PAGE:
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Events Calendar

Genocides: The Before and After

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Thursday 20 April 2017, 06:00pm - 08:00pm

UPF logo

 

Universal Peace Federation – UK

 

Highlighting Genocides: The Before and After

 

 

6 pm Registration and Light Refreshments

6.30 pm - 8 pm Programme

 

Including the Armenian Genocide, the Jewish and Roma Holocaust, Kurdish Genocide at the University of Sulaymaniyah in Qaladze, the Rohingya in Myanmar and the Eastern Democratic Republic of Congo.

 

Speakers include:

 

Opening remarks Margaret Keverian-Ali: Director, UPF

 

Dr Garen Arevian: Campaign for the Recognition of the Armenian Genocide (CRAG)

 

Khalid Asinger from Nawandi Qaladze

 

Gabor Boros: The Roma Holocaust

 

Charlotte Simon: Democratic Republic of Congo (TBC)

 

Ruth Barnett: Kindertransport Child and Holocaust/Genocide Educator

 

Sheikh Dr Hojjat Ramzy: The Rohingya people(TBC)

 

In the last year or so we have seen images of ethnic cleansing. There have been black clad ISIS fighters executing orange clad prisoners symbolising the tragic mistreatment of the Azidi people, Christians and other groups after ISIS conquered their homelands. The Rohingya people being massacred in Myanmar highlighted by aerial photographs and Rohingya refugee boat people.

 

These eruptions of hatred and violence from a dominant community to a weaker group do not happen without a build up of tensions and a justification for violence towards the minority group. These are sometimes exploited by unscrupulous politicians. We have to consider if Christian communities in Iraq were made more vulnerable after the 2003 invasion of Iraq by the US, the UK and other members of the coalition?

 

The consequences of those tragic incidents last beyond the generations living at the time. The desire for revenge and the inherited hatred take considerable effort to resolve. Heartfelt reconciliation efforts over many years are required to overcome the bitterness created in relatively short periods of inhuman brutality. The denial of responsibility can delay this reconciliation progress considerably.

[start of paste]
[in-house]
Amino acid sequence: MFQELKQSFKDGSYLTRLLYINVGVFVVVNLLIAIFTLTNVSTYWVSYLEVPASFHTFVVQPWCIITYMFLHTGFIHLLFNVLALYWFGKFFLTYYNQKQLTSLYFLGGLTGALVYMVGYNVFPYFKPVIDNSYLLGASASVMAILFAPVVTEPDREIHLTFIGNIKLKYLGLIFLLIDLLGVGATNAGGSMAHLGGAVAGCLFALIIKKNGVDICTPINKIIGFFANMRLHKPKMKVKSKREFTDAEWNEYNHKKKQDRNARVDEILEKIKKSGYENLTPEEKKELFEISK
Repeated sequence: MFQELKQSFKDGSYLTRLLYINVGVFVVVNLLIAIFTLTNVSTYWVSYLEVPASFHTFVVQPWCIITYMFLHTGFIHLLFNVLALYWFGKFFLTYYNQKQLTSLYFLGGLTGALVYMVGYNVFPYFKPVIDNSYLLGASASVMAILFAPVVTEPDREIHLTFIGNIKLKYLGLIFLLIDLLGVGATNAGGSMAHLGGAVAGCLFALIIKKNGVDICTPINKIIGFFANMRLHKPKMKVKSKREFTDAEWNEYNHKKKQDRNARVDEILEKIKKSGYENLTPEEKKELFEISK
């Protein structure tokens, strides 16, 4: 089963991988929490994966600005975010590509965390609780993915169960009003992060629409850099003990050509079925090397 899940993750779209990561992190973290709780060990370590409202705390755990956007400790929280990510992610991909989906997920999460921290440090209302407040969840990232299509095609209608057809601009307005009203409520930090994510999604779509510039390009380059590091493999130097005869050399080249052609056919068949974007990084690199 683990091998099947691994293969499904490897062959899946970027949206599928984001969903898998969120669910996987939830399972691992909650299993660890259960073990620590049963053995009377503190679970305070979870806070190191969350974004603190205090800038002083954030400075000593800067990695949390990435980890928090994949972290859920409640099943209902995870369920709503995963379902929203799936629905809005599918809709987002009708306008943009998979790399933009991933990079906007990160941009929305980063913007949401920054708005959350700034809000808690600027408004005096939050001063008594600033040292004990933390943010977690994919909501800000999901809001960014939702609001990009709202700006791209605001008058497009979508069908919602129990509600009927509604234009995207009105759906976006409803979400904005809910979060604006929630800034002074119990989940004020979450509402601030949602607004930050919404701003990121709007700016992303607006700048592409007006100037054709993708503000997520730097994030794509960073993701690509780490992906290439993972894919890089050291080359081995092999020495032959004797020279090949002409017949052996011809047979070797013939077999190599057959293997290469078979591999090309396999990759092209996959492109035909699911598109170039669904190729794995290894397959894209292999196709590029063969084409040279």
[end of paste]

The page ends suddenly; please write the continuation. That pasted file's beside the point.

This year is the 102nd anniversary of the Armenian genocide. This has always been denied by Turkey. It has been an unresolved hurt that is thought by some to have inspired other dictators to believe they can oppress minority communities others with impunity.

 

On December 9th, 2015 the UN marked the first International Day of Commemoration and Dignity of the Victims of the Crime of Genocide and of the Prevention of this Crime to remember the victims of the “crime of crimes” and to counter the rise of intolerance across the world. Secretary-General Ban Ki-moon said in his message that we must pay more attention to the warning signs (see below).

 

Kindly register to let us know you are coming. We look forward to seeing you.

 

Yours sincerely,

 

 

Robin Marsh: UPF Secretary General (07956210768)

Margaret Keverian Ali: UPF Director (07723024750)

Joyce Suda: UPF Director (07903311052)

Universal Peace Federation (UPF) - UK

Office: 02072620985 www.uk.upf.org @ukUPF This email address is being protected from spambots. You need JavaScript enabled to view it.

UPF is an NGO in Special Consultative Status with the Economic and Social Council of the United Nations

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On December 9th, 2015 the United Nations marked the firstInternational Day of Commemoration and Dignity of the Victims of the Crime of Genocide and of the Prevention of this Crime to remember the victims of the “crime of crimes” and to call for action against the rise of hostility, xenophobia and intolerance across the world.

Secretary-General Ban Ki-moon said in his message on the Day that there is a need to pay more attention to the warning signs, and be prepared to take immediate action to address them.

“After all, genocide does not just happen; it unfolds over time,” Mr. Ban said. “It is not part of the accidental ‘fallout’ of conflict; most often, it is systematic, planned, with precise targets, and it can also take place outside of conflict situations,” he underscored.

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